A freeze on drills would ‘kill off’ Cyprus energy future

2 mins read

A self-imposed moratorium on gas drills to boost peace talks or succumb to threats by Turkey would signal the end of Cyprus’ energy prospects, warned outgoing Energy Minister George Lakkotrypis.

He made the comments on Monday at a press conference to take stock of his seven-year tenure in the Anastasiades administration.

“If the time comes when we ourselves tell companies drilling in our gas fields, ‘stop what you are doing for the sake of the Cyprus issue or because of Turkish challenges’, that will be the end of any energy prospects,” Lakkotrypis said.

He finds it unlikely that Turkey would back out and walk away from claims in the eastern Mediterranean.

Lakkotrypis was responding to a question over whether Cyprus could unilaterally declare a moratorium within its EEZ to defuse escalating tension triggered by Turkey’s actions in the region.

Asked if he was satisfied the EU’s response regarding Turkey illegally drilling inside the island’s Exclusive Economic Zone, Lakkotrypis said: “We should separate the companies from the states”.

He said developments in the geopolitical field should not be confused with the commitment of oil and gas majors to move forward.

The outgoing Minister confirmed that a number of drillings scheduled for 2020 have been postponed until next year (March-April 2021) due to the coronavirus outbreak.

He also referred to the plans of energy giants, who are active in Cyprus’ EEZ to proceed with another 5-8 exploratory/appraisal wells in 2021, after postponing their plans.

A second appraisal well in the “Aphrodite” reservoir, in block 12, is planned for 2021.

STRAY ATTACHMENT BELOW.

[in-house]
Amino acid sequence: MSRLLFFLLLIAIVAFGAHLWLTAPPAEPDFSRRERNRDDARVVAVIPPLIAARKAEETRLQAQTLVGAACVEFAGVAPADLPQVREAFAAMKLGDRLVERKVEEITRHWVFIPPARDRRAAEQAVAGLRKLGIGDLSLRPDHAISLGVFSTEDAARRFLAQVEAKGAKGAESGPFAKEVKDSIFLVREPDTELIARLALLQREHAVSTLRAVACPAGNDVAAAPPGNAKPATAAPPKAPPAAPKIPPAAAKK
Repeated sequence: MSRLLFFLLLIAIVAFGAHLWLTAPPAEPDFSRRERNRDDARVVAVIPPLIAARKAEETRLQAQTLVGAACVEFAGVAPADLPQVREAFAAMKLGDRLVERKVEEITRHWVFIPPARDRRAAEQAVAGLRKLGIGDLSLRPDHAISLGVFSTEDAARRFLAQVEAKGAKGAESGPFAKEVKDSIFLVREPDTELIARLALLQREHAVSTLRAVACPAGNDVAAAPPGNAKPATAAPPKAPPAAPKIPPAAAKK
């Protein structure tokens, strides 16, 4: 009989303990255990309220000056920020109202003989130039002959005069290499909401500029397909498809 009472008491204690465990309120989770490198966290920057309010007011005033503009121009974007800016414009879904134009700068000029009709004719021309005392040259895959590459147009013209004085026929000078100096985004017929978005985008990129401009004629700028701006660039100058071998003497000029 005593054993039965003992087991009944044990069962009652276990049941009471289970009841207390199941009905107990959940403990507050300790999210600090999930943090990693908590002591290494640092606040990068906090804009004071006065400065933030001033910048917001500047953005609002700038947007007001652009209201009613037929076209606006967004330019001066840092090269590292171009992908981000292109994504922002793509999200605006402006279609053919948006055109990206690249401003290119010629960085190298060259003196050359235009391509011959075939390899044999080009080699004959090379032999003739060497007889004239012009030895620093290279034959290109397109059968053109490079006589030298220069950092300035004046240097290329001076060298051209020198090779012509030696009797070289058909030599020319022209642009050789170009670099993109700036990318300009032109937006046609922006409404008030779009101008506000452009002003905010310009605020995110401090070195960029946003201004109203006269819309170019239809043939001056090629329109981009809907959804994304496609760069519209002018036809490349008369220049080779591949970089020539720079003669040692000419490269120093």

“A new round of licensing will be carried out, depending on developments.”

A global oil and gas glut plus sinking demand has changed the region’s energy landscape.

Lakkotrypis, however, noted that natural gas will act as a bridge between conventional fuels and renewable energy sources arguing that “demand for natural gas will last for several more years”.

He also urged for the Energy Ministry to be given more financial support “as a state we need to put our money where our priorities lay”.

Lakkotrypis said his ministry had the smallest budget out of all ministries in 2019, accounting for only 0.8%.

He said that his Ministry’s budget was even lower in 2020 as some €66 mln was allocated to the Public Natural Gas Company (DEFA) as part of EU funding towards the construction of a liquefied natural gas (LNG) in Cyprus.

Texas-based Noble Energy in 2011 made the first discovery off Cyprus in the Aphrodite block estimated to contain around 4.5 trillion cubic feet of gas – it has yet to be extracted.

The discovery of nearby Egypt’s huge Zohr offshore reservoir in 2015 has stoked interest that Cypriot waters hold the same riches.

Cyprus has pushed ahead with exploring for offshore energy resources despite the collapse in 2017 of talks to end the country’s decades-long division.

Turkey was widely condemned for sending drillships into Cyprus waters for energy exploration, it has also been sanctioned by the EU.

Although Nicosia believes Brussels could do more to deter Turkey’s aggressive behaviour.

A Turkish vessel is currently conducting operations in an area covering block 6 and 7 of Cyprus’ designated EEZ licensed to Italy’s Eni and France’s Total.

In February 2019, ExxonMobil and Qatar Petroleum discovered a huge natural gas reserve off the coast of Cyprus, the Mediterranean island’s largest find to date, holding an estimated five to eight trillion cubic feet.

The Italian state-controlled Eni and Total are heavily involved in exploring offshore Cypriot oil and gas.